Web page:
The opening few lines of a book are probably the most important the writer writes. They represent the key to the door, the invitation for the reader to step through and enter the story. Openings are the hook. Obviously the rest of the story must live up to the opening, but without the hook of the beginning, the rest of the story might not get a look in.
Opening lines may set the scene, the tone, the style, the action; they are a unique hook individual to the author, and running through them will be the voice that defines the author – and if you like that author’s voice you come back for more, for more stories by that author. As a reader, if I love one book by a particular writer, I’ll want to read everything else by that writer. “...there's one thing I'm sure about. An opening line should invite the reader to begin the story. It should say: Listen. Come in here. You want to know about this.” Stephen King
I have an odd habit of writing opening lines, opening paragraphs, and occasionally opening chapters. I’ll work on them when I’m in between books and projects, rewriting them, refining them; I’ll add to the collection too if I’m feeling inspired. I’ve got a whole file of them, full of ideas for stories in a variety of genres, full of characters and a world of voices. I’ll use some of them in creative writing workshops, allowing the pupils to choose an opening paragraph to continue a story. Often I’ll use them myself. I’ve been doing it for a long time. It’s the way I find my next book, the next voice. Having them on the back burner feels very much like having a safety blanket. I don’t really plot a book, I’m not a plotter but a panster, who lets the opening paragraph take me on a journey. The back burner simmers away until one of the openings reaches out and grabs me, ripe and ready to become something more. I used to think that this habit was peculiar to me, until I talked to a few other writers, and recently I read that Stephen King agonises over his opening lines. So maybe I’m not that odd after all! I bet many other writers share the agony over the opening lines...
Here are a couple of mine: “It’s tough being the new kid, but when you’re not the only one it’s not so bad. The problem was Sam was always the new kid and always the only one...” The Long Weekend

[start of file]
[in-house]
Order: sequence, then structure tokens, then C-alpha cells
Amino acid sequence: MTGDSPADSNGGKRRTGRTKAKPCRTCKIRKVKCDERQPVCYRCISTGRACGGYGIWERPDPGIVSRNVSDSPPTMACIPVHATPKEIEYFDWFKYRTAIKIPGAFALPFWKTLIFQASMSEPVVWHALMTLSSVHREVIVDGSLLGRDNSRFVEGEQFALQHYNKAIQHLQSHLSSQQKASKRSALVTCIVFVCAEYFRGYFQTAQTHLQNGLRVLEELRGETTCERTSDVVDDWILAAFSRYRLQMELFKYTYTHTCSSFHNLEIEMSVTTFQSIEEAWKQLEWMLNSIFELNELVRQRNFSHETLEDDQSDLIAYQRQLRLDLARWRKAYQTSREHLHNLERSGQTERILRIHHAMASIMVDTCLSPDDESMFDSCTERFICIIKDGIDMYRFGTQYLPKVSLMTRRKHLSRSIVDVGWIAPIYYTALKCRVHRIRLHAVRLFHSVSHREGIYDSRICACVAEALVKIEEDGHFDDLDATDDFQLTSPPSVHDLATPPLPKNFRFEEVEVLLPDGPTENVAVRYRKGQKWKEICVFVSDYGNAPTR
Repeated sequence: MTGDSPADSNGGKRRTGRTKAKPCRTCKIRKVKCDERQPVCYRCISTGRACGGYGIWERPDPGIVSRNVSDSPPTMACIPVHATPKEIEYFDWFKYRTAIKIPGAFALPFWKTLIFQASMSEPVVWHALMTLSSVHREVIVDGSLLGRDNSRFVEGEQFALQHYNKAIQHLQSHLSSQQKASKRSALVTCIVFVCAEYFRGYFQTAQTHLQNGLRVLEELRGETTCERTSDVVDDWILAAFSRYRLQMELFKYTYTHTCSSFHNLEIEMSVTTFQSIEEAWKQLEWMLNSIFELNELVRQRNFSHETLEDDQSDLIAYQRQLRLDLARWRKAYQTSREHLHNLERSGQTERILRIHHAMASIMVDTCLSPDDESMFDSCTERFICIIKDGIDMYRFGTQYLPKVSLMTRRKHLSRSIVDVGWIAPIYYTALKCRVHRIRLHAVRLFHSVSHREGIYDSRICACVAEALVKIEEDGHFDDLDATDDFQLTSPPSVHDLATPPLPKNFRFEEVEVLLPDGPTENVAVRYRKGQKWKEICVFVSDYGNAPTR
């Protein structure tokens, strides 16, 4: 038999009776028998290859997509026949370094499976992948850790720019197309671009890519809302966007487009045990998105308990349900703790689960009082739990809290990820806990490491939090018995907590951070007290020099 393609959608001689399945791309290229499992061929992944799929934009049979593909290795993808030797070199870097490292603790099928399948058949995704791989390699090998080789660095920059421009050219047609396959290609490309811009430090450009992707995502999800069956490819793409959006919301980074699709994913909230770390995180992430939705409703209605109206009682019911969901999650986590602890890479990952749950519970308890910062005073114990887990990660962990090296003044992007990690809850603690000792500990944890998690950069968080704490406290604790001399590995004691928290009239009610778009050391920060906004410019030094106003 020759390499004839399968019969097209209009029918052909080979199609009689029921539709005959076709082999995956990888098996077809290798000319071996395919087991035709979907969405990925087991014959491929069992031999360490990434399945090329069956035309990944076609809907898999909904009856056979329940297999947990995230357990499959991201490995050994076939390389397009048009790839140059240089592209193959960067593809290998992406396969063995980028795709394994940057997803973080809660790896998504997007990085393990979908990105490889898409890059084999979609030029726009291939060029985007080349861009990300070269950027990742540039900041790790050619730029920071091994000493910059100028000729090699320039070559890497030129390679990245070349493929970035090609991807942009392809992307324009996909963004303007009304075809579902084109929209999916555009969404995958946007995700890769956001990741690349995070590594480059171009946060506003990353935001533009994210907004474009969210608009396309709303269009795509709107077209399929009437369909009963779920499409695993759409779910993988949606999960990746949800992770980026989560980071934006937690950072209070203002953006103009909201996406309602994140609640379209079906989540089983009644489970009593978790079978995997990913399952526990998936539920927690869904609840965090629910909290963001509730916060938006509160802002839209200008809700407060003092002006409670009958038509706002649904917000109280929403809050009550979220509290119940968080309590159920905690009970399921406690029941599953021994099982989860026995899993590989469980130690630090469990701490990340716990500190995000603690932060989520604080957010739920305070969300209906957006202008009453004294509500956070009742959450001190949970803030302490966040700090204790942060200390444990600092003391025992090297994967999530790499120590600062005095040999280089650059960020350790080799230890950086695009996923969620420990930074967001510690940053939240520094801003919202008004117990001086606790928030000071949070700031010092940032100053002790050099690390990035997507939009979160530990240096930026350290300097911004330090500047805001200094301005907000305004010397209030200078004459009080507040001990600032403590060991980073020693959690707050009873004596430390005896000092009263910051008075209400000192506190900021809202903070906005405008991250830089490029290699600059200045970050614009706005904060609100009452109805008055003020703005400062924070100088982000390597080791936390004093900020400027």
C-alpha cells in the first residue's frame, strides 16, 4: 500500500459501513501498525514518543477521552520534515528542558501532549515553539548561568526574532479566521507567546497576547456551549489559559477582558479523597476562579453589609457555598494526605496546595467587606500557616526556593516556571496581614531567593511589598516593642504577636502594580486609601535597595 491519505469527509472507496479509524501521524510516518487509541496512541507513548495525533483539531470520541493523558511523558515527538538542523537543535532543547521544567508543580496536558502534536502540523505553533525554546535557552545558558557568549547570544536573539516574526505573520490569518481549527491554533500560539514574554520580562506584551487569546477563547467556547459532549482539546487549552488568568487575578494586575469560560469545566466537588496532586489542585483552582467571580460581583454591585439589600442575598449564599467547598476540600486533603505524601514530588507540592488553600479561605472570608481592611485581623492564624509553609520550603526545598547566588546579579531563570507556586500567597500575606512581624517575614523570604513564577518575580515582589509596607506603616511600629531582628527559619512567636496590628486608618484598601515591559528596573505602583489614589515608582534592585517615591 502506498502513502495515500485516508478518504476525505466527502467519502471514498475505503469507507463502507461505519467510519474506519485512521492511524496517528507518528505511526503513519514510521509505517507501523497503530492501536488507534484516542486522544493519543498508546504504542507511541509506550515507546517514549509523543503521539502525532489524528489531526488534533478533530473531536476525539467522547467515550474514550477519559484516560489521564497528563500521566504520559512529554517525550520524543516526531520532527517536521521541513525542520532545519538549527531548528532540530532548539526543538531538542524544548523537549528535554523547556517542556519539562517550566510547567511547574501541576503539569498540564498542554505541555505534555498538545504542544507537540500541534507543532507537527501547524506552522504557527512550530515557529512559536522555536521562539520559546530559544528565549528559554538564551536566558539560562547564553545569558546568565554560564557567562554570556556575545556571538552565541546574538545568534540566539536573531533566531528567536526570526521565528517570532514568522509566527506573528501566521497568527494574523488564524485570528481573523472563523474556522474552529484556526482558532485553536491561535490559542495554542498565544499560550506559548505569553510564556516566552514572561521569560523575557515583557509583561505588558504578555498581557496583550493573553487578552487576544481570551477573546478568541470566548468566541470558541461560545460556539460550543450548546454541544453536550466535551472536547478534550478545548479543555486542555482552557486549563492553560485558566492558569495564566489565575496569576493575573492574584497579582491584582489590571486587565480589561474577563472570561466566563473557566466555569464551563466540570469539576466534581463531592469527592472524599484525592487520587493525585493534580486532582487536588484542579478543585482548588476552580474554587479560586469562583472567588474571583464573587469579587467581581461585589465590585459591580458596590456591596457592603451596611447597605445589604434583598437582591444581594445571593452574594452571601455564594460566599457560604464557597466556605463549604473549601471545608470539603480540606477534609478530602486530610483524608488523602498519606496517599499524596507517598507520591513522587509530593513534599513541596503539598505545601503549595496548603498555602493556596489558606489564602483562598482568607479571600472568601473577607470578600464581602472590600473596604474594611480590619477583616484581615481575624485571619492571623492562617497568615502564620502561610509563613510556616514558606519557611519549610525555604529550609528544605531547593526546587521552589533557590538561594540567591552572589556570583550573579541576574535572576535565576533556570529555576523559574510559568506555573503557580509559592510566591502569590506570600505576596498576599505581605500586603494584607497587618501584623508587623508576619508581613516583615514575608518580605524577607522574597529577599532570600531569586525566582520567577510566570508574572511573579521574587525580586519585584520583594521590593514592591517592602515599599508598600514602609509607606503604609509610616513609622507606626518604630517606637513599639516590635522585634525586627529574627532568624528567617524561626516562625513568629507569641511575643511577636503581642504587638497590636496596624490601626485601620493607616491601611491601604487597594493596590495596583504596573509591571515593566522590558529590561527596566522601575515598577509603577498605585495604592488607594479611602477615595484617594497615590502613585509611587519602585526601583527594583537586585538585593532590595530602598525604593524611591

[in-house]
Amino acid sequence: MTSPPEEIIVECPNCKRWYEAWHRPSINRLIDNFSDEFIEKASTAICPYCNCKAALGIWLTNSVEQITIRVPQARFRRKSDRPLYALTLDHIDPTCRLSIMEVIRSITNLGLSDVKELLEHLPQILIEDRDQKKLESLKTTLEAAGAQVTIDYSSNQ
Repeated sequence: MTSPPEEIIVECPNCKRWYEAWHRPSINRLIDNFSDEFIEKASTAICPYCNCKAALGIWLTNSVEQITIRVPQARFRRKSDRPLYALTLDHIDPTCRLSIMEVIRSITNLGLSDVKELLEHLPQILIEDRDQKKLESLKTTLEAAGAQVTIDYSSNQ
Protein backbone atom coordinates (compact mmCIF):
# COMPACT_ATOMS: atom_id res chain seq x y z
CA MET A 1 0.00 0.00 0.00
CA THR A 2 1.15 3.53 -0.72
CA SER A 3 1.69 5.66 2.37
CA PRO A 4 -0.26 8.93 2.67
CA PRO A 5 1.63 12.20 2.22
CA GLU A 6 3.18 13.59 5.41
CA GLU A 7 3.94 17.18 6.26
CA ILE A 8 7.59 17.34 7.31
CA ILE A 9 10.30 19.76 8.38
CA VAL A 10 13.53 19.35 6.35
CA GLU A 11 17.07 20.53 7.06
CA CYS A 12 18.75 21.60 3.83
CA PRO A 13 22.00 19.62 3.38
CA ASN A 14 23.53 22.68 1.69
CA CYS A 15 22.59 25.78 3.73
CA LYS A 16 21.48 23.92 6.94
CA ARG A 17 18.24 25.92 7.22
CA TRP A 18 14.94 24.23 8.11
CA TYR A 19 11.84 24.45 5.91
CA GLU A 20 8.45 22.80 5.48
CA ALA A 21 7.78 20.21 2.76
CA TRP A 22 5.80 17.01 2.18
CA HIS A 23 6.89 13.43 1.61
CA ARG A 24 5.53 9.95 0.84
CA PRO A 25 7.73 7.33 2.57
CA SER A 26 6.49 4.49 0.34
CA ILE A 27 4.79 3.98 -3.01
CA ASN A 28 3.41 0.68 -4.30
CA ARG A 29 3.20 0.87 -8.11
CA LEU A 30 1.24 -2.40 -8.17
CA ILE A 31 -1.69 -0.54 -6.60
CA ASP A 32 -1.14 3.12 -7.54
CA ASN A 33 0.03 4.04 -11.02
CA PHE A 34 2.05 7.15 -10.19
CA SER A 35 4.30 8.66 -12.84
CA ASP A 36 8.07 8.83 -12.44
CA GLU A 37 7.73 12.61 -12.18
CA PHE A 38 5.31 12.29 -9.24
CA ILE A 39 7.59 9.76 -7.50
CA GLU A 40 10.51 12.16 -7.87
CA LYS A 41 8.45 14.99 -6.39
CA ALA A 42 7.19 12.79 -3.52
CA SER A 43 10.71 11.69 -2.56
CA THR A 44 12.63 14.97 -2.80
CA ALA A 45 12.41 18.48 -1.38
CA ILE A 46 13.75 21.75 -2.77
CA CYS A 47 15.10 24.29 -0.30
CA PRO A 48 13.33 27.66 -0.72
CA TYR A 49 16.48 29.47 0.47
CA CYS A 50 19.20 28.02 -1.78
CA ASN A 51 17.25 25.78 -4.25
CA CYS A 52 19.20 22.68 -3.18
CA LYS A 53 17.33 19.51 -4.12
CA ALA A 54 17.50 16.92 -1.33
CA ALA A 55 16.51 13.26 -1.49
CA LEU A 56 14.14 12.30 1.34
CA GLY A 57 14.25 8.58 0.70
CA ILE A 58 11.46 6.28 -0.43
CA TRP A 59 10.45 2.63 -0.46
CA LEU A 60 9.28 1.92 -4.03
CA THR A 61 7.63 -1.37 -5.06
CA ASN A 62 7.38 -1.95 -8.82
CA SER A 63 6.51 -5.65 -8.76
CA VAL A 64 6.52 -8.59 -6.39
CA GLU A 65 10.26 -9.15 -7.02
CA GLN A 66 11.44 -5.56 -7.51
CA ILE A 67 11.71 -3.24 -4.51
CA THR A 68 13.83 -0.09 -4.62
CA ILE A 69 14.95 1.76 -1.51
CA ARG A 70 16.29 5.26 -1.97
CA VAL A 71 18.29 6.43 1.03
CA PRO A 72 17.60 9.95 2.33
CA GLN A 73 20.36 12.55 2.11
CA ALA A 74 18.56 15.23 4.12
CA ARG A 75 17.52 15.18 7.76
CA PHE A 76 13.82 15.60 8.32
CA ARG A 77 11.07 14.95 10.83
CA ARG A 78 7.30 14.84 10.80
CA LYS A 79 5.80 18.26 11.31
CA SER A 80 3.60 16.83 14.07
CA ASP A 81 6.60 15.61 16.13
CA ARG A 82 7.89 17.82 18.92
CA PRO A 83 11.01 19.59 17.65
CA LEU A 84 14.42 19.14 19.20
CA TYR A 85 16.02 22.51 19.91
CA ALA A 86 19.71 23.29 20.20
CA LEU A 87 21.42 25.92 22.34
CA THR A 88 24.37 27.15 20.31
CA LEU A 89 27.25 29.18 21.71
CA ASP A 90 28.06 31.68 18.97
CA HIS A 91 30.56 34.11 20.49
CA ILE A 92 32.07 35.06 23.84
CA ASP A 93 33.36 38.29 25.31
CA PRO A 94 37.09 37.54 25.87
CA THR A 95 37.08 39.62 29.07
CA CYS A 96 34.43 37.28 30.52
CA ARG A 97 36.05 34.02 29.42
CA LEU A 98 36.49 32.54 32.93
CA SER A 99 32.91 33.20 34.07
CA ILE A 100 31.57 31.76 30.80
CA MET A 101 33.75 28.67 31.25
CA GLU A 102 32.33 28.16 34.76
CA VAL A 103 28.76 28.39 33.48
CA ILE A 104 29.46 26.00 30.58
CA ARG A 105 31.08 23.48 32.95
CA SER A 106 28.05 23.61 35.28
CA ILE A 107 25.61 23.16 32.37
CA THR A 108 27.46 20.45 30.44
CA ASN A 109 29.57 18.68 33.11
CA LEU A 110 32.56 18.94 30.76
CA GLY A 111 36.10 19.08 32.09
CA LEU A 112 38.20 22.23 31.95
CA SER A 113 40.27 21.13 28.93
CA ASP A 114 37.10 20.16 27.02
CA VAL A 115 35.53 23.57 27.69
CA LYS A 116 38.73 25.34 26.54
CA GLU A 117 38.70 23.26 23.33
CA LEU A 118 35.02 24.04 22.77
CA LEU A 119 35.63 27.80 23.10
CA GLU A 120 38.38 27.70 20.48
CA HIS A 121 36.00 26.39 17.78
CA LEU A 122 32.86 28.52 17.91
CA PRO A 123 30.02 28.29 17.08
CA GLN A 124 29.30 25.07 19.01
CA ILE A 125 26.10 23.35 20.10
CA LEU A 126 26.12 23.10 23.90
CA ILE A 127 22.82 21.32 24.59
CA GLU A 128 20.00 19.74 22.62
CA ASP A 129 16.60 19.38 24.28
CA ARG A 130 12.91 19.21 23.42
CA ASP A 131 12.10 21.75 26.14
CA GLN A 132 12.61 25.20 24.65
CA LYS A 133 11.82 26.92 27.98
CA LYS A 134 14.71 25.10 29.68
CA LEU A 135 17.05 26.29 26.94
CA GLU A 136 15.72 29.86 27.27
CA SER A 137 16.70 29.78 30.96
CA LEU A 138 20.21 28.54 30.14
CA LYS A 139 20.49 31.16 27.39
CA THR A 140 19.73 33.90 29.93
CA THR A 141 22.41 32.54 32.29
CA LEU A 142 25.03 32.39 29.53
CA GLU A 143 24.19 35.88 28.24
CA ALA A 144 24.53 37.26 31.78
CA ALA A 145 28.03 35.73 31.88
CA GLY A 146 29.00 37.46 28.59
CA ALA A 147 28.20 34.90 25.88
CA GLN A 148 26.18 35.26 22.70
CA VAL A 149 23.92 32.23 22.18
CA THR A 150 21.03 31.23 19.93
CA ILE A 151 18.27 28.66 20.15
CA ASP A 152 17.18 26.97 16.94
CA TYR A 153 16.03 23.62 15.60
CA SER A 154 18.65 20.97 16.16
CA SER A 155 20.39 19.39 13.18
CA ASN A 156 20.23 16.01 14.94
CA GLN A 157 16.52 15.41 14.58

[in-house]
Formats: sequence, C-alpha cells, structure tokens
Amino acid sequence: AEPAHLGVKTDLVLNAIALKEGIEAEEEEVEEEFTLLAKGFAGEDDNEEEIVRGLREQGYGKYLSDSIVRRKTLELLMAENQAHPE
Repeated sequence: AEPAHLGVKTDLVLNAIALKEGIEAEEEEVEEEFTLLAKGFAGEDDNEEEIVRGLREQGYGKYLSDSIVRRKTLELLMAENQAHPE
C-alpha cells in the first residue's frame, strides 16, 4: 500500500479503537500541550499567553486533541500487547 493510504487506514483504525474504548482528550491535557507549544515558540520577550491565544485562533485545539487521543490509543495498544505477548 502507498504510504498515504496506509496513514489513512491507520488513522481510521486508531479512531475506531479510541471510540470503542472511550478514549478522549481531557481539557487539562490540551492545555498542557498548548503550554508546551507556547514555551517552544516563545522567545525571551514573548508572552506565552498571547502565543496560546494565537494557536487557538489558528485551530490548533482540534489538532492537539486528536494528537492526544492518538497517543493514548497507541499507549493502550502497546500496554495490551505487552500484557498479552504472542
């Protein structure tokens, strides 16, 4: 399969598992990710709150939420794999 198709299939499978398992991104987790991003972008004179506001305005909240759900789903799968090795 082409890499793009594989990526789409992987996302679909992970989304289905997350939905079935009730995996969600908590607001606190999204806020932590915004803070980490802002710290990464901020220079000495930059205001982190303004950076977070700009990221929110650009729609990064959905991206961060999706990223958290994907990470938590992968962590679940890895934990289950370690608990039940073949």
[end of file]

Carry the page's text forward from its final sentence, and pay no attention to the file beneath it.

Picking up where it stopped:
“I sat staring into space. It was empty, the way space should be, vast, endless, and empty. Except it wasn’t vast and endless. There were four walls and a small window. I was lucky to have a cell with a window...” The Poet, A short story.
Here are just a few of my favourite opening lines:
“Once upon a time...”
“Kidnapping children is never a good idea; all the same, sometimes it has to be done...” Island of the Aunts by Eva Ibbotson
“There was a hand in the darkness, and it held a knife.” The Graveyard Book by Neil Gaiman
“Where’s Papa going with that ax?” Charlotte’s Web by E B White
“If you’re interested in stories with happy endings, you’d be better off reading some other book.” The Bad Beginning by Lemony Snicket.
“Against the white cliffs, the girl in the red dress was as vivid as a drop of blood.” Cruel Summer by James Dawson.
“They come to kill me early in the morning. At 6 am when the sky is pink and misty grey, the seagulls are crying overhead and the beach is empty.” Almost True by Keren David
“When Ben got home from school, he found something good, something bad and something worse...” The Catkin by Nick Green
“My life might have been so different had I not been known as the girl whose grandmother exploded...” The Vanishing of Katherina Linden by Helen Grant
Here’s a link to a fun first lines quiz from The Guardian to mull over while you’re having a break: http://www.theguardian.com/books/quiz/2010/mar/24/first-lines-quiz
What are your favourite first lines?
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